StoneMor Partners' CEO Discusses Q2 2012 Results - Earnings Call Transcript

StoneMor Partners (STON)

Q2 2012 Earnings Call

August 7, 2012 11:00 AM ET


John McNamara – Director, IR

Larry Miller – President and CEO

Tim Yost – CFO


Colin Stewart

Robert Carlson

Nick Jensen

Chris Bailey



Welcome to the StoneMor Second Quarter’s Earnings Call. (Operator Instructions). I would now like to turn the conference over to John McNamara, Director of Investor Relations. Please go ahead, sir.

John McNamara

Good morning. Thank you for joining us today. Before we begin please take note that statements made in this conference call and in our public filings, releases in our websites which are not historical facts, maybe forward-looking statements that involve risks and uncertainties and are subject to change at any time. We caution investors at any forward-looking statements made by us are not guarantees of future performance. We disclaim any obligation to update any such factors or to announce to publically the results of any revisions to any of the forward-looking statements to reflect future events or developments. Furthermore, given the provisions of the SECs Regulation G which as you know limits our ability to provide non-GAAP financial information. We are only going to discuss non-GAAP financial information which is provided in the earnings release, leases and is therefore reconciled to comparable GAAP financial information.

The full earnings release can be found on our website at and I would now like to turn the call over to Larry Miller. Go ahead Larry.

Larry Miller

Thanks John and thank you for joining us for our second quarter earnings call. Normally at this time I kind of take you through the highlights of the quarter and you can see that we had a real solid quarter but given the kind of recent activity in our stock. We thought it might be better if I try to take behind the scenes a little bit and expand on some of our public information kind of help you better understand the company and see the company through our eyes because obviously we are very happy with the quarter and then when I am finished Tim, our CFO will take you through some of the actual details for the quarter. So one of the topics you want to talk about is operations and as we also remind you we report our production based revenues because it's representative of the current sales and operating performance of the company. And because it's certain revenue recognition policies which cemeteries must follow.

During the periods of growth significant portions of our GAAP revenues are deferred and if you look at our balance sheet you will see that number is almost $400 million, that’s future earnings that will commence at a company.

But many of the current operating expenses are charged to our P&L, so what happens is you get a skewed view of the realized earnings during the period. For us here we manage the company on the production base methodology and we can see the profits, the trends and make sure that company is doing everything it's supposed to be doing.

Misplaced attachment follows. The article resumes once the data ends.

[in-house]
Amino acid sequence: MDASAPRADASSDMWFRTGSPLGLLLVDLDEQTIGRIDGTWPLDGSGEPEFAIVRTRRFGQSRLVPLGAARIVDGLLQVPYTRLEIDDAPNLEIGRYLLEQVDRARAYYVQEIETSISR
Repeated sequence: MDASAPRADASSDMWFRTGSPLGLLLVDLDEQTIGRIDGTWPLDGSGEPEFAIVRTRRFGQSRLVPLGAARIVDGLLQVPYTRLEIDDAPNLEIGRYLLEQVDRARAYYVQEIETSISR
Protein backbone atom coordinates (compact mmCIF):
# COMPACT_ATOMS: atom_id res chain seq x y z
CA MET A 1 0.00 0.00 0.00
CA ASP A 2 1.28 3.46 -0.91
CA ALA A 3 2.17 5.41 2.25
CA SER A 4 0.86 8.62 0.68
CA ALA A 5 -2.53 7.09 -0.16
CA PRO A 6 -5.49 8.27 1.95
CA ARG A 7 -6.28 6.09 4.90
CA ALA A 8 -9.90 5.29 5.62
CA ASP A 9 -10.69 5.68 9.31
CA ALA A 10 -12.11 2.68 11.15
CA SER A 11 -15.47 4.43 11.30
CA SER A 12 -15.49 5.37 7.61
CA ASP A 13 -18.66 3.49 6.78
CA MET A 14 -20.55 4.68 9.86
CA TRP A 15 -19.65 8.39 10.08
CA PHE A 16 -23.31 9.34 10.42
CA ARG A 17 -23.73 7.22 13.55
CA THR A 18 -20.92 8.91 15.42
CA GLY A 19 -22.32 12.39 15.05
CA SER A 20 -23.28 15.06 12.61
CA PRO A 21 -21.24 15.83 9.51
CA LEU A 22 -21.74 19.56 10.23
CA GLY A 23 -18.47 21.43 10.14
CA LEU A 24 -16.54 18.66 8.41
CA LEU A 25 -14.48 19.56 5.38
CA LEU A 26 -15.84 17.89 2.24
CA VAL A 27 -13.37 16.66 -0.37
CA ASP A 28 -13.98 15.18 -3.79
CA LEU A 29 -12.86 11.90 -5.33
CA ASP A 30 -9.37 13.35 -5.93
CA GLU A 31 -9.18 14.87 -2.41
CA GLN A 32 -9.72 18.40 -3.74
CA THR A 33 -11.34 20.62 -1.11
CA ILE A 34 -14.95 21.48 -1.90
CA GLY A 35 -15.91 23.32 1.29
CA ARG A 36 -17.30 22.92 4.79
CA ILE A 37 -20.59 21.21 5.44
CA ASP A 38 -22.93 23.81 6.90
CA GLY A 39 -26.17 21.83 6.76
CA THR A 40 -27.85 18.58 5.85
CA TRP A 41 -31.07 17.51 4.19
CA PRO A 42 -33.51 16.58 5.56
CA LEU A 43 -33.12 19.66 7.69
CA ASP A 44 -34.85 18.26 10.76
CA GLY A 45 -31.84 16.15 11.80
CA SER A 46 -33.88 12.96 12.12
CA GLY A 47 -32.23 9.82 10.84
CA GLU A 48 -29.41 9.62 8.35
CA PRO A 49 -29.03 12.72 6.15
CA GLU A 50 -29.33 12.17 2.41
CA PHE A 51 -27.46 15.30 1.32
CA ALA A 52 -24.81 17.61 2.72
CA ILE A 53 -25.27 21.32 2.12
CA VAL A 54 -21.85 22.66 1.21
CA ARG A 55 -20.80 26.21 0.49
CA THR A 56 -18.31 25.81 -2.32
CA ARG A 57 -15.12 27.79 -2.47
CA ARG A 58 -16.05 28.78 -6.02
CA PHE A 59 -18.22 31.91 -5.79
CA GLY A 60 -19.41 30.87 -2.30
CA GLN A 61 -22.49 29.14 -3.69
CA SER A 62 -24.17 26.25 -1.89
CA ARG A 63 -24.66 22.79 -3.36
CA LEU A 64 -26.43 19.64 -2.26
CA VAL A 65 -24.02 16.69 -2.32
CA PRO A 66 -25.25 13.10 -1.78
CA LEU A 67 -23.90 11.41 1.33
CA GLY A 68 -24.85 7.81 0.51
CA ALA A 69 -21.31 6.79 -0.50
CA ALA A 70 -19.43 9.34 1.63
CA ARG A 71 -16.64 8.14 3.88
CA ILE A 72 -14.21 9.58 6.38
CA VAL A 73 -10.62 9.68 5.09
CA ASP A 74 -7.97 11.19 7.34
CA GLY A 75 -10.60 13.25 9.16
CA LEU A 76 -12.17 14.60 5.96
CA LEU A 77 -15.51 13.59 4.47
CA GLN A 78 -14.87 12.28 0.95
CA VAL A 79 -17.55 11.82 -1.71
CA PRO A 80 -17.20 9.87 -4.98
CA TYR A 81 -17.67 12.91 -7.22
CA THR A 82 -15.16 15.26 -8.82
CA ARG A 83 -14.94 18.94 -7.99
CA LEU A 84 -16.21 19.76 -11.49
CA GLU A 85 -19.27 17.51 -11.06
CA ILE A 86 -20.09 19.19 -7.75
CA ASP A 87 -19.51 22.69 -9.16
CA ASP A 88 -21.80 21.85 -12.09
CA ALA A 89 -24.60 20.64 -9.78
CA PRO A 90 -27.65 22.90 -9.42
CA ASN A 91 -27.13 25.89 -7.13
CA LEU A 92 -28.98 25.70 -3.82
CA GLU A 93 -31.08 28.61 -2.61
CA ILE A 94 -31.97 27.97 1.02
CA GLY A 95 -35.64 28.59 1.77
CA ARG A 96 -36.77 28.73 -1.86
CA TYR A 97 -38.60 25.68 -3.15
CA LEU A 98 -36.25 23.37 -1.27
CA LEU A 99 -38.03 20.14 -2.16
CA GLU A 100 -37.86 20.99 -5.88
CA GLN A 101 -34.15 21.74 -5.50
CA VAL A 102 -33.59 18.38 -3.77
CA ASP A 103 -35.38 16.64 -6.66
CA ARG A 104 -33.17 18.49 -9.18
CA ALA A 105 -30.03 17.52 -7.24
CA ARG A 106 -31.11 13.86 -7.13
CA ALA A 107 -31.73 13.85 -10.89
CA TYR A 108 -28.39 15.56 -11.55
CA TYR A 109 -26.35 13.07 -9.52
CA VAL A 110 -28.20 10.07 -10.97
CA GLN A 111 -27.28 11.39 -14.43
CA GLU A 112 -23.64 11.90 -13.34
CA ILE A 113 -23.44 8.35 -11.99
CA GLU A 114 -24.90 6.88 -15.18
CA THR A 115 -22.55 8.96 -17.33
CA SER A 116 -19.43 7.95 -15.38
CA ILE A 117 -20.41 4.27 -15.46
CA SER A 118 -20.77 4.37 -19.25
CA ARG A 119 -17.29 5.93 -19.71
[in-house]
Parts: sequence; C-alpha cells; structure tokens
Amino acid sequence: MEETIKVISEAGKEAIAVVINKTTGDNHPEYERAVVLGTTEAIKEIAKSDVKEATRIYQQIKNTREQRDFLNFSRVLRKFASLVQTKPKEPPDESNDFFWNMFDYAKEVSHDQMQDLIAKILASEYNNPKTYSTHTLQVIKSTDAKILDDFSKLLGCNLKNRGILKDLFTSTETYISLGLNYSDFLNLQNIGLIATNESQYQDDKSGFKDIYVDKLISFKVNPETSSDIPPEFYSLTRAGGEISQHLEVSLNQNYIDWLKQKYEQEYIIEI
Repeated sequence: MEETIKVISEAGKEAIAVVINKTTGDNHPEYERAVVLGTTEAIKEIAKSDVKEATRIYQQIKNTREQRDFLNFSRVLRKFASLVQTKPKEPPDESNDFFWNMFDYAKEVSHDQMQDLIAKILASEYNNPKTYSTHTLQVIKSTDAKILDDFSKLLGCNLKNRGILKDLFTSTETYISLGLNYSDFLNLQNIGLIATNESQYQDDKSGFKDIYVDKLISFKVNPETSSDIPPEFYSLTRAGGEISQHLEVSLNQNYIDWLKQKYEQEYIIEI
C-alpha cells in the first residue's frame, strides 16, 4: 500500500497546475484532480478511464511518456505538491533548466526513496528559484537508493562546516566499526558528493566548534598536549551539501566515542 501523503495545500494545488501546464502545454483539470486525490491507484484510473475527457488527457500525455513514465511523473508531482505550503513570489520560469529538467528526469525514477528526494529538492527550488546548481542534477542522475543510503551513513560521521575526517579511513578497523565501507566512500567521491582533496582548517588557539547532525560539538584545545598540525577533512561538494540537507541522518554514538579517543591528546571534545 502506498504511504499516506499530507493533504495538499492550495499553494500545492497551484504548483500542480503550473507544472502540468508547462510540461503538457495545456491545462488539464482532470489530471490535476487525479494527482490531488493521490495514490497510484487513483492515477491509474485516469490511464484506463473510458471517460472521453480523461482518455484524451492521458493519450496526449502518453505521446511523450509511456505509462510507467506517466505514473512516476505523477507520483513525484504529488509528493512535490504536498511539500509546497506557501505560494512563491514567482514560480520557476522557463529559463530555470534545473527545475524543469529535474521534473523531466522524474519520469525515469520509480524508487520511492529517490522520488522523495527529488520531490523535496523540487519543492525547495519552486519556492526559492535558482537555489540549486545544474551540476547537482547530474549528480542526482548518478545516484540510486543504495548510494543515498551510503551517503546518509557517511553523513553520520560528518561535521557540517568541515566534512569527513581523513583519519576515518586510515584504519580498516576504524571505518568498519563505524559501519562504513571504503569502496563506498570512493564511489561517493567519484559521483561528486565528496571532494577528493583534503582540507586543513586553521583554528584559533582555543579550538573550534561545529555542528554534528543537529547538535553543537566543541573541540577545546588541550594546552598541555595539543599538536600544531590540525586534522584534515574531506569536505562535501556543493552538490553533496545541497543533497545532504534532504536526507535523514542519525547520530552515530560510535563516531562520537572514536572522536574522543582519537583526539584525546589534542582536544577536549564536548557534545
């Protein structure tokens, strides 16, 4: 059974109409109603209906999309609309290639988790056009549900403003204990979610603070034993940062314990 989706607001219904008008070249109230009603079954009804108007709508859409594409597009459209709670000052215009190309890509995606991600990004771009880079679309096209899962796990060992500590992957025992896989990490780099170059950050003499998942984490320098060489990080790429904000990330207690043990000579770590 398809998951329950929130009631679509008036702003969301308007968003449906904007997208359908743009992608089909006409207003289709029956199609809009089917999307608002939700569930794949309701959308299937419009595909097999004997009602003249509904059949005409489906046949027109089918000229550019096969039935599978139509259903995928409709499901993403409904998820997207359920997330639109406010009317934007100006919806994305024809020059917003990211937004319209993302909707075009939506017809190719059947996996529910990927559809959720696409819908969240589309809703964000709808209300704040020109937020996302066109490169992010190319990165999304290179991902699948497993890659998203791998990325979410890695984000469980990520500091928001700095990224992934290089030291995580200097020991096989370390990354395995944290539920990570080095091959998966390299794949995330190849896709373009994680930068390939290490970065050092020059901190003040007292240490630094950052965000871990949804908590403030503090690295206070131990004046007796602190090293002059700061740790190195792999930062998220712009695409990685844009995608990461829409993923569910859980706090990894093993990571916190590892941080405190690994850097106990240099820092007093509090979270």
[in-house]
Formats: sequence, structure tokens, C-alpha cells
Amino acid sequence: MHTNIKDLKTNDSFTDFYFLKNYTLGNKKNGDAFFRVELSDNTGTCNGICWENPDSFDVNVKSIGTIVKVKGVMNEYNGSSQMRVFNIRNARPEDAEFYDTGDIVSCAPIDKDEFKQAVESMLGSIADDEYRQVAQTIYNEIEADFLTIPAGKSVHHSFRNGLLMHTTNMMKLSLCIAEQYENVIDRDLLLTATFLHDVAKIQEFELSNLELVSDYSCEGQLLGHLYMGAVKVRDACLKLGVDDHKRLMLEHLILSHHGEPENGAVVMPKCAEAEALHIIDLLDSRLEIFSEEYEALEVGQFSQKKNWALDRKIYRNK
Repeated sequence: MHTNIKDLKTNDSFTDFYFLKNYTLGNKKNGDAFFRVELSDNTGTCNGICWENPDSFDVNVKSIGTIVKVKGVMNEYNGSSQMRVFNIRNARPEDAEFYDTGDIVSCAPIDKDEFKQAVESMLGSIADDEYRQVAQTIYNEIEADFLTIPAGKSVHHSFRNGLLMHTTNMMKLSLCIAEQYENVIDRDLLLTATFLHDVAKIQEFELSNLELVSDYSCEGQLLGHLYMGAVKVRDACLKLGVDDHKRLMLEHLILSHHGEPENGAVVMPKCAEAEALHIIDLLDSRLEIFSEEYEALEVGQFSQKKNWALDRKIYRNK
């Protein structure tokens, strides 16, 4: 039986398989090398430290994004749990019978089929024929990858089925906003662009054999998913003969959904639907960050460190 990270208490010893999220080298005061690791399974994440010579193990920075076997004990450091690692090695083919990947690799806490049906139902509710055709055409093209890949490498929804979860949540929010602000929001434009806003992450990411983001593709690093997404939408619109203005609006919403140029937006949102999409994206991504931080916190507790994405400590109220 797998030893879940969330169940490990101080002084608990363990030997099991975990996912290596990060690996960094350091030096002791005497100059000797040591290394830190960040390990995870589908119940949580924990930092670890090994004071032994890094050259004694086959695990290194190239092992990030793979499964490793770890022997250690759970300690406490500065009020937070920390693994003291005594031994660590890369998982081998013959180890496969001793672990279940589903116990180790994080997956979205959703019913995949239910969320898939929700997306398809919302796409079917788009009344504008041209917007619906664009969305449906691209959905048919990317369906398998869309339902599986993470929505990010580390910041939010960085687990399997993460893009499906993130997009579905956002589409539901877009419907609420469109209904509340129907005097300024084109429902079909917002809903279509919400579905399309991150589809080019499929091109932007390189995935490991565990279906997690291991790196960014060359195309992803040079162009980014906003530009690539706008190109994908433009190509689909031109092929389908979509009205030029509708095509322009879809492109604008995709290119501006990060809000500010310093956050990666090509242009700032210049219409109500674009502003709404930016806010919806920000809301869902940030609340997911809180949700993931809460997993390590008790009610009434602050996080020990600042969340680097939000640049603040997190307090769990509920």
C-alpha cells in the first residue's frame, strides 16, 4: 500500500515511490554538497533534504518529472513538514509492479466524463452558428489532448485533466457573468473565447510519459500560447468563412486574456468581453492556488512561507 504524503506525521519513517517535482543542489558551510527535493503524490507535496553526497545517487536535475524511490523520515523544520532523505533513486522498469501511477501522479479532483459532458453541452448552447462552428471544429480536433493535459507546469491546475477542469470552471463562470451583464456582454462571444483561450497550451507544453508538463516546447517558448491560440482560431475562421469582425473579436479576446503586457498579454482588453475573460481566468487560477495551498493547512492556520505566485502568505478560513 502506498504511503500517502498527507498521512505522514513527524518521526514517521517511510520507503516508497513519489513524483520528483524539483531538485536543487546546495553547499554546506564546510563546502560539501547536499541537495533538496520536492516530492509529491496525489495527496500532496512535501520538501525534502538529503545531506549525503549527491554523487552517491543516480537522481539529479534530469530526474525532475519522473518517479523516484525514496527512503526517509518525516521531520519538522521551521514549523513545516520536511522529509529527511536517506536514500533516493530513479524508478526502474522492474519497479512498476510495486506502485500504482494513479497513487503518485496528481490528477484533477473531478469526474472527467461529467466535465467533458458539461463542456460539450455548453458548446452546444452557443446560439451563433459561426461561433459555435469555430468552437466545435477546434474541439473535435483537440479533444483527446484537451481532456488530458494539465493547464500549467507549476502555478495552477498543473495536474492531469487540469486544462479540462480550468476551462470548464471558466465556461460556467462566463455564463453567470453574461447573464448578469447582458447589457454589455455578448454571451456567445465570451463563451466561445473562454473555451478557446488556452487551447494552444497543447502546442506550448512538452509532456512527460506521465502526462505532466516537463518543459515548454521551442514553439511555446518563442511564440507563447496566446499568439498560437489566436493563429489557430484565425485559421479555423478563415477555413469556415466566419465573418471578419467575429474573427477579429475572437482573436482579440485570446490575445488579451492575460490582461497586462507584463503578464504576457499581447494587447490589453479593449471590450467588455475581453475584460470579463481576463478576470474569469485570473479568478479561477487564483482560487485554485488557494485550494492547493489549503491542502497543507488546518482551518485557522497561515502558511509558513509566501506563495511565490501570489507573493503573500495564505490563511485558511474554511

But unfortunately it kind of into it, just think about it we are making acquisitions, we are growing these new sales but a substantial portion of those sales are deferred. They go on to balance sheet but many of the cost associated with those acquisitions go on the P&L and that I think is one of the more confusing things about the company.

If we start growing the company which from a business perspective is not that’s for all of our stakeholders but if we did start growing the company what you would see is we would start to realize those revenues and earnings that are buried in the no pun intended in the deferred revenue and we will not be charging in the cost associated with those revenues because we had previously charged them in when we made the initial acquisitions.

So that point in time what you would see is a substantial build in GAAP earnings and that number would come much closer to what we call the accrual or the production based earnings. To help clarify that I would encourage you to review the M&D in our public documents because I think you will see that this will help better explain the relationship between the production base and the GAAP based revenue recognition. And further more when MLP and obviously cash is something that’s very critical if we stop making acquisitions, our analysis indicates that our operating cash would continue to grow well into the future. As a matter of fact it's projected to cover our dividend distribution beginning in 2014 and that’s operating cash that I know many of you like to look at, we give you a lot more information when we do adjusted operating and distributable cash but just looking with that acquisition and if you think about it, it makes sense because what would happen at that point is we would be withdrawing more cash out of the trust funds than what we were putting in, new money going in and we would also be collecting in more receivables than what we were adding because we were not doing any of the acquisitions.

It would be good from an optic perspective but the company would have stopped growing and that’s not something that’s consistent with our business model. Just to our balance sheet and liquidity, we have a very strong balance sheet and as we provided in a recent press release our cash is held in our merchandise trust and our accounts receivable, all of which ultimate flows to the company, a 100% of that merchandise trust fund belongs to the company and obviously so do the accounts receivable.

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